However, medical assistants who want to function in a primarily clinical position in an inpatient setting without direct physician supervision are not under the aegis of the board of medical examiners or the state medical practice act. Rather, they are subject to the laws that govern health personnel (such as nursing assistants and medication aides) in these types of settings. These laws very seldom mention or take into account medical assistants or CMAs (AAMA). Consequently, because statutes and rules in each state provide a scope of practice for CNAs and medication aides or assistants, and establish the educational and examinational requirements for these personnel, medical assistants will be given authorization to work clinically in these inpatient environments only if they meet the legal requirements and actually become nursing assistants or medication aides.
To clarify further, medical assistants who want to work in inpatient settings in a purely administrative role are usually permitted to do so, and do not have to meet additional legal prerequisites.
In some states, medical assistants who have completed medical assisting academic programs and who have a medical assisting credential, such as the CMA (AAMA), may be exempted from certain parts of the training and testing required of certified nursing assistants and medication aides or assistants. To ascertain whether this is the case, it will be necessary to contact the appropriate state agencies and find out how much credit or advanced placement will be granted for medical assisting education and certification. This research can be time-consuming and challenging because some states have one agency that oversees CNAs, and another agency that has jurisdiction over medication aides. Additionally, the people at these state agencies may be unaware of or confused about medical assistants and CMAs (AAMA), and may not be able to provide ready answers regarding “advanced standing” for CMAs (AAMA).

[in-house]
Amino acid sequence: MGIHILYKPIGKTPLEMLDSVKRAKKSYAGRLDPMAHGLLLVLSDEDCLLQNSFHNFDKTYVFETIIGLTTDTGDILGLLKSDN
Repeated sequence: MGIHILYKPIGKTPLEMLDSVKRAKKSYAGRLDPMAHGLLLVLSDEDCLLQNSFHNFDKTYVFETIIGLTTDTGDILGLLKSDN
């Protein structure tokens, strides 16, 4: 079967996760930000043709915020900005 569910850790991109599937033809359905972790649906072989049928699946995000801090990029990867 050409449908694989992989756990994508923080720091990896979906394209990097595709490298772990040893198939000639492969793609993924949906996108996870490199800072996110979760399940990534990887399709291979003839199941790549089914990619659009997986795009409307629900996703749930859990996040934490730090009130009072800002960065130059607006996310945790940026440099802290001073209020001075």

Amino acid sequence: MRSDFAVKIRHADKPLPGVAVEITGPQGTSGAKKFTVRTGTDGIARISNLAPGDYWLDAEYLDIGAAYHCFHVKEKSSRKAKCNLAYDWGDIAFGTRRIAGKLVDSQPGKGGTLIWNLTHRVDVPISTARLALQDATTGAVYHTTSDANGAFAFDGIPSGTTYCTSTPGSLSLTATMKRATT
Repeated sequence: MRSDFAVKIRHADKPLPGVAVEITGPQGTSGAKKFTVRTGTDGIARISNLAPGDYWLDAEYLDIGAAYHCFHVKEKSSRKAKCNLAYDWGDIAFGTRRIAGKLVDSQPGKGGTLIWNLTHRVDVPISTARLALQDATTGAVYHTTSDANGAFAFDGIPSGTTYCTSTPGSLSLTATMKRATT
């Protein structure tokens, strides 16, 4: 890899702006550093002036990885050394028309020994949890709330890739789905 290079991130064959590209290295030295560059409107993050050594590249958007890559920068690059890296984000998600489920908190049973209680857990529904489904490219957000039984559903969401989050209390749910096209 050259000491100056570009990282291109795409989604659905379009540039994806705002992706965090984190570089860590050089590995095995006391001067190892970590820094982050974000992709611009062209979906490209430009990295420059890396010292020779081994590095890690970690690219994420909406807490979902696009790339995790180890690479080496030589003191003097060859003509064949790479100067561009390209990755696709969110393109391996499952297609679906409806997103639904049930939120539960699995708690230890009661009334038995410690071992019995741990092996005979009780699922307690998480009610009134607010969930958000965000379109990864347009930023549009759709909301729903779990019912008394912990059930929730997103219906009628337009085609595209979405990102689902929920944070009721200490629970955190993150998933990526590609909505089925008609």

Even though medical assisting education in CAAHEP or ABHES accredited academic programs is appropriately geared toward preparing students to work in outpatient settings, the breadth and depth of this education can be of great benefit to graduates who want to work in inpatient settings, or other nontraditional settings. Similarly, those medical assistants who have passed the CMA (AAMA) Certification Examination have demonstrated a mastery of a significant degree and scope of general, administrative, and clinical knowledge. However, state oversight of inpatient care delivery settings is often more prescriptive and proscriptive than state oversight of outpatient settings, and the legal requirements for health personnel in inpatient settings are often more specific and inflexible.
CMAs (AAMA) must make sure they meet the legal requirements for working in these inpatient settings, even if some of the mandatory training and testing is duplicative of their medical assisting education and certification.
Questions? Contact Donald A. Balasa, JD, MBA, at firstname.lastname@example.org or 800/228-2262.